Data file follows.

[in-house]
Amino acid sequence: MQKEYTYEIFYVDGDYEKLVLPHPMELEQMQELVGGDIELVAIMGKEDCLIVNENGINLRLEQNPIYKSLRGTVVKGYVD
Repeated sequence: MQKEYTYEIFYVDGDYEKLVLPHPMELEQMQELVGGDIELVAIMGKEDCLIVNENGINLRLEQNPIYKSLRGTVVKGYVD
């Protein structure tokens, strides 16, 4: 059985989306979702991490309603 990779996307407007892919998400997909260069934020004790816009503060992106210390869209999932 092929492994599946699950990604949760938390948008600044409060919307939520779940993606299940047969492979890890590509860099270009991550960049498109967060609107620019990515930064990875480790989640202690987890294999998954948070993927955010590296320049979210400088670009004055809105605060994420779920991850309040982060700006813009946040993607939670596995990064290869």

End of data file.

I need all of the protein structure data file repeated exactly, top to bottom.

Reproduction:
[in-house]
Amino acid sequence: MQKEYTYEIFYVDGDYEKLVLPHPMELEQMQELVGGDIELVAIMGKEDCLIVNENGINLRLEQNPIYKSLRGTVVKGYVD
Repeated sequence: MQKEYTYEIFYVDGDYEKLVLPHPMELEQMQELVGGDIELVAIMGKEDCLIVNENGINLRLEQNPIYKSLRGTVVKGYVD
């Protein structure tokens, strides 16, 4: 059985989306979702991490309603 990779996307407007892919998400997909260069934020004790816009503060992106210390869209999932 092929492994599946699950990604949760938390948008600044409060919307939520779940993606299940047969492979890890590509860099270009991550960049498109967060609107620019990515930064990875480790989640202690987890294999998954948070993927955010590296320049979210400088670009004055809105605060994420779920991850309040982060700006813009946040993607939670596995990064290869």